Plan Document: The text of the McGill University Pension Plan as amended to January 1, 2009 and which is available for viewing by members online or at the offices of the Pension Administration Committee.

Private Equity: Equity capital invested in a private company and which may include investments in venture capital, corporate buyouts and mezzanine financing.

Quebec Pension Plan (QPP) earnings limit: Also known as the “Year’s Maximum Pensionable Earnings” (YMPE), this is the maximum earnings on which you make contributions to the QPP each year. It is adjusted each year by the QPP to reflect changes in the average wage index and is roughly equal to the average industrial wage.

Rate of Return: The income earned (i.e. yield) plus/minus any realized and unrealized capital gains/losses for a particular period, usually expressed as a percentage.

Realized Gains/Losses: Capital gains/losses that result when an appreciated/depreciated asset is sold.

Real Estate Investment Trust (REIT): A corporation or trust that uses the pooled capital of many investors to purchase and manage income property.

Real-Return Bonds: Evidence of a debt on which the issuer promises to pay the holder a periodic amount of interest for a specified length of time based on a real rate of interest and actual inflation. The bond’s principal or indebtedness is repaid on maturity.

Rebalancing: An investment approach by which the investor or manager maintains an investment mix by reallocating funds periodically over time.

Registered Retirement Income Fund (RRIF): One of the options for tax-free transfer of funds from an RRSP or other pension account (not locked-in). You maintain control over investment of funds and timing of withdrawals, but you must make a minimum annual withdrawal. No maximum withdrawal applies.

Registered Retirement Savings Plan (RRSP): A retirement savings plan registered under the Income Tax Act that allows you to put aside a portion of income on a tax-sheltered basis. Investment earnings on an RRSP are also tax-sheltered Cash withdrawals are permitted at any time, but amounts withdrawn are taxed as income. Funds in an RRSP must be withdrawn, used to buy an annuity, or transferred to a RRIF by the end of the year in which you reach age 71.

RRSP Contribution Room : The Canada Revenue Agency (CRA – formerly Canada Customs and Revenue Agency) currently limits the amount you may contribute to an RRSP to 18% of your previous year’s “earned income” to a maximum dollar limit (see table below). Because you are a member of a registered pension plan, this limit is reduced each year by a pension adjustment (PA), which reflects the value of your membership in the McGill Pension Plan. The PA for your defined contribution pension is simply the total contributions (employee, University and AVCs) made during the year. To find out how much you may contribute to your RRSP; check your annual federal income tax notice of assessment.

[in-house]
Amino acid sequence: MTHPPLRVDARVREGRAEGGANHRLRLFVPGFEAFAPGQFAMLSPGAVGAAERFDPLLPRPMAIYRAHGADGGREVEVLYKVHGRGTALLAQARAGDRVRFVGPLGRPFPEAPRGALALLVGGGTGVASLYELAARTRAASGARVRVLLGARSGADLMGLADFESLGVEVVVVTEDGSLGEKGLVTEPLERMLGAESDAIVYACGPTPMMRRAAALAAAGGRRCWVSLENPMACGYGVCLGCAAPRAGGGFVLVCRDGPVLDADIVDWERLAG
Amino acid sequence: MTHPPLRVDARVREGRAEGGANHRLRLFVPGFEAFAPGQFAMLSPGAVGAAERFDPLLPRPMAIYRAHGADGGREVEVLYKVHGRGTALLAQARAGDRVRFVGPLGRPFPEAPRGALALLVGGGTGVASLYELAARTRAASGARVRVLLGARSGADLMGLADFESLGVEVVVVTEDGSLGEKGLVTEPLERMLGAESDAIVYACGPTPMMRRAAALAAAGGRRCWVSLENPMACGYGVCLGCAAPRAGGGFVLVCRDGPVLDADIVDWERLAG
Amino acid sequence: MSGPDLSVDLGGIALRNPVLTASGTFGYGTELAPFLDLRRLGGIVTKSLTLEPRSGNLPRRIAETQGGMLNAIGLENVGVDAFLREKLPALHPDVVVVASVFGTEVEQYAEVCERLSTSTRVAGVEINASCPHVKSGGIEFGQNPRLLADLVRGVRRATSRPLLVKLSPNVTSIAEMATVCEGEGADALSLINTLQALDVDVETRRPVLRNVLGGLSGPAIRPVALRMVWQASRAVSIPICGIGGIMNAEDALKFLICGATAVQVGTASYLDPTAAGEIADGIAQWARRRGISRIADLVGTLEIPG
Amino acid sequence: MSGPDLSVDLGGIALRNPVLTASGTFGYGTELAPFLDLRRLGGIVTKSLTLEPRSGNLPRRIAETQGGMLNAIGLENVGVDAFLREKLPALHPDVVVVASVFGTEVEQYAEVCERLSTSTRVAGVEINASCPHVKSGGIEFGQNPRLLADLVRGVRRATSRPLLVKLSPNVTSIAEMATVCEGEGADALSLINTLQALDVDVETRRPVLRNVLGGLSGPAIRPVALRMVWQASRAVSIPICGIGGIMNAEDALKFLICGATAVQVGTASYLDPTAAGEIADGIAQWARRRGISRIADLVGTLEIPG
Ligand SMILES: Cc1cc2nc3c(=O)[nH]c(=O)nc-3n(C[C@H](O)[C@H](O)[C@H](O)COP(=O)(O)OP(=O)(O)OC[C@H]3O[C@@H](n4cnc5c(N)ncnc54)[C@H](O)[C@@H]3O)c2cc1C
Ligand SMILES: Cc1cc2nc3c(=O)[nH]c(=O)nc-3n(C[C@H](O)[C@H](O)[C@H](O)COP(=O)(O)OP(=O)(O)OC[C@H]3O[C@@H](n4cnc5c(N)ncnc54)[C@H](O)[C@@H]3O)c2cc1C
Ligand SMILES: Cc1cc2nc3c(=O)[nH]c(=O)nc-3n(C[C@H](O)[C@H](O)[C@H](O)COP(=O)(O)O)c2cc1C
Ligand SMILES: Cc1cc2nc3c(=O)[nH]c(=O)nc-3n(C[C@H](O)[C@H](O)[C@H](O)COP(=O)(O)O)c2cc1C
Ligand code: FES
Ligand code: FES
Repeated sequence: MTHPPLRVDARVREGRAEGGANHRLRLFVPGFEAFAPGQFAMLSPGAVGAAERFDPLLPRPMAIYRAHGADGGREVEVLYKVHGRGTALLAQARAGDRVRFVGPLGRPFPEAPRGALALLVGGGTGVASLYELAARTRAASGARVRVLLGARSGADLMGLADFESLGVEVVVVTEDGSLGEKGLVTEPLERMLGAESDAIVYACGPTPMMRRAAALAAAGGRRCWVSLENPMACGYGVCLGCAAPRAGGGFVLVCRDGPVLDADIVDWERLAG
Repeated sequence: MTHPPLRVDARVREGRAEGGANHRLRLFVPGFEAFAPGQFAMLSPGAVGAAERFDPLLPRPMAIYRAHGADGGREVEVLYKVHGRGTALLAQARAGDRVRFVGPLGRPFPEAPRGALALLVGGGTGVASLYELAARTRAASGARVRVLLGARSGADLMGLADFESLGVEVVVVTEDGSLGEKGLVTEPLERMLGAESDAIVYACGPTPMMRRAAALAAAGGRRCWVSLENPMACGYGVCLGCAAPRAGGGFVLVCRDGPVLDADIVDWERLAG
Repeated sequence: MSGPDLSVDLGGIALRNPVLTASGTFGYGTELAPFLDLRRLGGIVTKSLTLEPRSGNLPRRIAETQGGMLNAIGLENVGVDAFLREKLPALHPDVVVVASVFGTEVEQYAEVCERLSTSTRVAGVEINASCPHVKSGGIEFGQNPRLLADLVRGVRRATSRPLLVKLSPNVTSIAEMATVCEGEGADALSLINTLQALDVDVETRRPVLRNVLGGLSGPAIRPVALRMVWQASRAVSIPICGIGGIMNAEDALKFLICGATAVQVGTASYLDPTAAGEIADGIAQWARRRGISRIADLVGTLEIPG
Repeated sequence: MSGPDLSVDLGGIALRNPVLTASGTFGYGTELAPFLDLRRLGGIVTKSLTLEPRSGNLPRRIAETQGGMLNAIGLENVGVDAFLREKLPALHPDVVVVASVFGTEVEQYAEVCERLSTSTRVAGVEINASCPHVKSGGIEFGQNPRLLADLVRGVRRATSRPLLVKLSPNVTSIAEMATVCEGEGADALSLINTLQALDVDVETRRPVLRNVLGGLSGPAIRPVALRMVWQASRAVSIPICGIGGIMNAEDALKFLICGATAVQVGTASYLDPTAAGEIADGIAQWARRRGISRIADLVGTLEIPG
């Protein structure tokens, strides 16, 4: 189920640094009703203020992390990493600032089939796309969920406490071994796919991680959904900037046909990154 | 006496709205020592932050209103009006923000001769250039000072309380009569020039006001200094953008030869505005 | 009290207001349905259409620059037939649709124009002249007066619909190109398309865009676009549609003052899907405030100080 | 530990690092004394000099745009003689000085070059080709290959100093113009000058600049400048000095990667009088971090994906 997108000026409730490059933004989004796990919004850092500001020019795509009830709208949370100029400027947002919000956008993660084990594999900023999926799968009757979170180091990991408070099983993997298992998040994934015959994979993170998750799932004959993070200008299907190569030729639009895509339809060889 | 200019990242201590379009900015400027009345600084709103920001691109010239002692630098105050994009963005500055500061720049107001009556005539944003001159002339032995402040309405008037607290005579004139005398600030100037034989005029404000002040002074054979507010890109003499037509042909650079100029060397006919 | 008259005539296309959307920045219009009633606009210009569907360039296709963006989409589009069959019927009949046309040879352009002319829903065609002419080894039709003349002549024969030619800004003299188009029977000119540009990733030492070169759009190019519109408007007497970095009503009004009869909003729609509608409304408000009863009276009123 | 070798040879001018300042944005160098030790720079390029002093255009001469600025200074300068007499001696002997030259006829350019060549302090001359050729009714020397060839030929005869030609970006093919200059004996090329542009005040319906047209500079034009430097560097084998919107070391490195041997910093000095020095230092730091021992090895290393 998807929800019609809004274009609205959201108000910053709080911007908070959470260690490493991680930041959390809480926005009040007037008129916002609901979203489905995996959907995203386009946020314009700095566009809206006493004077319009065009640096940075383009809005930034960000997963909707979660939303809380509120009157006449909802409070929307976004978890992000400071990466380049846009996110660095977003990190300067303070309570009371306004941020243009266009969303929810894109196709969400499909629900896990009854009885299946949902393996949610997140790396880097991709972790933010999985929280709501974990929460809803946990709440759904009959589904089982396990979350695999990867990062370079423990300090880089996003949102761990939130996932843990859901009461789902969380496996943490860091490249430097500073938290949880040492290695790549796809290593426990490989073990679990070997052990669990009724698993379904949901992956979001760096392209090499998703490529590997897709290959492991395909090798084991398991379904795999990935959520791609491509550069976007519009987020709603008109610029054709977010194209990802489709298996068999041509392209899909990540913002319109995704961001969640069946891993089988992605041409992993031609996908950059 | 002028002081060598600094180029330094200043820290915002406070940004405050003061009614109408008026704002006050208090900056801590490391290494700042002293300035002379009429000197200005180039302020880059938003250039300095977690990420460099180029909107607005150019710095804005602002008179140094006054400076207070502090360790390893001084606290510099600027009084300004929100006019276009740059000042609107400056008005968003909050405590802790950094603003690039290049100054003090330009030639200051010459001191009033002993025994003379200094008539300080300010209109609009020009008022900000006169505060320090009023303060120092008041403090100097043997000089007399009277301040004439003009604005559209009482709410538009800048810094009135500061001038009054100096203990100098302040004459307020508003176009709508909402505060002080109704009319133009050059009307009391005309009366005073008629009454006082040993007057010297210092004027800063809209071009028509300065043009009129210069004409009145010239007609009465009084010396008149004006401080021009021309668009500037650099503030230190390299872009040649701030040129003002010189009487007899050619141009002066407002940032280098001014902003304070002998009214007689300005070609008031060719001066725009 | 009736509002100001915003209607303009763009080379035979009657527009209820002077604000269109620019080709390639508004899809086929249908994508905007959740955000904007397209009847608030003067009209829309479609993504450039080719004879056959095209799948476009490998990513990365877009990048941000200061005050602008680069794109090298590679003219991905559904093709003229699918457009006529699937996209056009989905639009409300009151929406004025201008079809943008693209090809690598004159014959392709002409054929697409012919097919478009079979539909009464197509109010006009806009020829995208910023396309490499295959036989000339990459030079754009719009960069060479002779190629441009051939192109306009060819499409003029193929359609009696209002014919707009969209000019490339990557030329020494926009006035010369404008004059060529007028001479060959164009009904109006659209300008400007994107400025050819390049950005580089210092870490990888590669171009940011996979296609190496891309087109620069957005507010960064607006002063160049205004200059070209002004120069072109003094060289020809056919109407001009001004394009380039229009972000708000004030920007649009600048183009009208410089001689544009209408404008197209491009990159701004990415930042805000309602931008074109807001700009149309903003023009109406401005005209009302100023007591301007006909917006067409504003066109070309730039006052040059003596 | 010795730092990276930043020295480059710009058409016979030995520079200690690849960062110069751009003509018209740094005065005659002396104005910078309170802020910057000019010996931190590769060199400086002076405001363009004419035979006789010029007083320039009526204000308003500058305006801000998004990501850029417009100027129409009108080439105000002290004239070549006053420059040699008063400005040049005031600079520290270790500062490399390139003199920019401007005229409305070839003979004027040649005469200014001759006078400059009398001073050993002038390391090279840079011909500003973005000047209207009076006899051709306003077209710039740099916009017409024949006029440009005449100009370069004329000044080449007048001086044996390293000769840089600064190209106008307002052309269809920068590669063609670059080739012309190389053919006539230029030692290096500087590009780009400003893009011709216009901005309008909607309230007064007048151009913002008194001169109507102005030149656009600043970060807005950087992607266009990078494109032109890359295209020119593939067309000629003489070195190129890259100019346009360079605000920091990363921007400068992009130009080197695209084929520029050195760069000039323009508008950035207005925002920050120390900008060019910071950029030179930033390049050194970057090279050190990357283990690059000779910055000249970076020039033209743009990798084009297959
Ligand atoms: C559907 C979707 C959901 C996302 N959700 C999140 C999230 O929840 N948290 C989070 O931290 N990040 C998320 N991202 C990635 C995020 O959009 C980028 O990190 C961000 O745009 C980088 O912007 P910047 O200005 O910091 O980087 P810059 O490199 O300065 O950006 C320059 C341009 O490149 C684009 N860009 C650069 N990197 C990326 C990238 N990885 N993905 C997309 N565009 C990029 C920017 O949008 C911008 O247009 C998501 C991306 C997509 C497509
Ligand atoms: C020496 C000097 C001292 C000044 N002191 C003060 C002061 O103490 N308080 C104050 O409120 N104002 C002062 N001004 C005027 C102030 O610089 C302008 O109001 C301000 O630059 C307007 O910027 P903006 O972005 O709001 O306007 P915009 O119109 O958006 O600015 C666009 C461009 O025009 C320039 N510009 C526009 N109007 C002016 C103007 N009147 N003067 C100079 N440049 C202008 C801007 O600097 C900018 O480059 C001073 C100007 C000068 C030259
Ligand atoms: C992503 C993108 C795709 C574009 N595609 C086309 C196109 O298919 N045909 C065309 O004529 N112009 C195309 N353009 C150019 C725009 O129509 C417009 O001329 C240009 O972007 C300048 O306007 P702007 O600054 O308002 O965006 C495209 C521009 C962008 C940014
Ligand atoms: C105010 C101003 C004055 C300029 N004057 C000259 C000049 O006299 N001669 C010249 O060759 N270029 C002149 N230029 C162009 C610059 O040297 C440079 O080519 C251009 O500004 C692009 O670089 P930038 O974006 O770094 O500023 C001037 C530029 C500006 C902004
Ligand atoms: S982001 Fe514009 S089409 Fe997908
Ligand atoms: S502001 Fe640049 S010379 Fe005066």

S&P 1500 (or SuperComposite 1500): An index combining the S&P 500, S&P 400 MidCap, and S&P 600 SmallCap indices to efficiently create a broad market portfolio representing approximately 90%of the market value of US publicly-traded equities.

S&P 500 LargeCap: A US index consisting of 500 stocks chosen for market size, liquidity, and industry group representation. It is a market value weighted index (stock price times number of shares outstanding), with each stock’s weight in the Index proportionate to its market value.

S&P 400 MidCap: A US index consisting of 400 domestic stocks chosen for market size, liquidity, and industry group representation. Like the S&P 500 index, it is also a market value weighted index. It is considered a proxy for measuring performance of the mid-size company segment of the US market.

S&P 1000 Small/MidCap: A combination of the S&P 600 SmallCap and S&P 400 MidCap indices, where the S&P 600 SmallCap represents approximately 30% and the S&P 400 MidCap represents approximately 70%.

S&P/IFCI: A market capitalization-weighted index measuring the equity performance of 27 emerging markets.

S&P/TSX Canadian SmallCap: An index of smaller Canadian companies that have been included in the S&P/TSX Composite index, but are not members of the S&P/TSX 60 or the S&P/TSX Canadian MidCap Indices.

S&P/TSX Capped Energy Trust: A sector-based index of income trusts in the Energy sector. The individual constituent Energy income trusts will have their relative weights capped at 25%.